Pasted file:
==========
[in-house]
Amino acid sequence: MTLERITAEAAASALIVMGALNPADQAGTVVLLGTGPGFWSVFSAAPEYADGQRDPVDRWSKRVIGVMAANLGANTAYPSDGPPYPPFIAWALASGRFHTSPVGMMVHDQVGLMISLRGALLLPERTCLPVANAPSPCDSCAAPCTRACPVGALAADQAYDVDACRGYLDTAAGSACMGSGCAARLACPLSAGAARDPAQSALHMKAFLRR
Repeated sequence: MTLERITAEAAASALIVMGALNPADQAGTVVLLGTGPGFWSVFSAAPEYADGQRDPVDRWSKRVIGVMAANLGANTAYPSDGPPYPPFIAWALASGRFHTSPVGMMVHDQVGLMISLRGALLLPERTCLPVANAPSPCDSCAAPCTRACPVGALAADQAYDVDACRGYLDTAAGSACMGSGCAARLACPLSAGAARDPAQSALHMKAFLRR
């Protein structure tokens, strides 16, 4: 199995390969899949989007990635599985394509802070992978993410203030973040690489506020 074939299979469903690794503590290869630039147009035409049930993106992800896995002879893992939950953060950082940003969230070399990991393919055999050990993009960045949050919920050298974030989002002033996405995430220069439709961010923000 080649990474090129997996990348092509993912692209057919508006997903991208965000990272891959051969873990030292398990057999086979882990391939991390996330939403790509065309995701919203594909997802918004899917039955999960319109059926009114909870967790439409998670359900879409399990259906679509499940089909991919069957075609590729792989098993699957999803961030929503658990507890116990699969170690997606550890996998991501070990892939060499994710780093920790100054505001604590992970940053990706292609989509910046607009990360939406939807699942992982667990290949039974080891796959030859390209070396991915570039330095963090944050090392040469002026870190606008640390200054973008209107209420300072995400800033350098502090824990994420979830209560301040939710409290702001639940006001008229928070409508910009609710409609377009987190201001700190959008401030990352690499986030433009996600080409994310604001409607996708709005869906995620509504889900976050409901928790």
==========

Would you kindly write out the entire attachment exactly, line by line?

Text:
[in-house]
Amino acid sequence: MTLERITAEAAASALIVMGALNPADQAGTVVLLGTGPGFWSVFSAAPEYADGQRDPVDRWSKRVIGVMAANLGANTAYPSDGPPYPPFIAWALASGRFHTSPVGMMVHDQVGLMISLRGALLLPERTCLPVANAPSPCDSCAAPCTRACPVGALAADQAYDVDACRGYLDTAAGSACMGSGCAARLACPLSAGAARDPAQSALHMKAFLRR
Repeated sequence: MTLERITAEAAASALIVMGALNPADQAGTVVLLGTGPGFWSVFSAAPEYADGQRDPVDRWSKRVIGVMAANLGANTAYPSDGPPYPPFIAWALASGRFHTSPVGMMVHDQVGLMISLRGALLLPERTCLPVANAPSPCDSCAAPCTRACPVGALAADQAYDVDACRGYLDTAAGSACMGSGCAARLACPLSAGAARDPAQSALHMKAFLRR
């Protein structure tokens, strides 16, 4: 199995390969899949989007990635599985394509802070992978993410203030973040690489506020 074939299979469903690794503590290869630039147009035409049930993106992800896995002879893992939950953060950082940003969230070399990991393919055999050990993009960045949050919920050298974030989002002033996405995430220069439709961010923000 080649990474090129997996990348092509993912692209057919508006997903991208965000990272891959051969873990030292398990057999086979882990391939991390996330939403790509065309995701919203594909997802918004899917039955999960319109059926009114909870967790439409998670359900879409399990259906679509499940089909991919069957075609590729792989098993699957999803961030929503658990507890116990699969170690997606550890996998991501070990892939060499994710780093920790100054505001604590992970940053990706292609989509910046607009990360939406939807699942992982667990290949039974080891796959030859390209070396991915570039330095963090944050090392040469002026870190606008640390200054973008209107209420300072995400800033350098502090824990994420979830209560301040939710409290702001639940006001008229928070409508910009609710409609377009987190201001700190959008401030990352690499986030433009996600080409994310604001409607996708709005869906995620509504889900976050409901928790």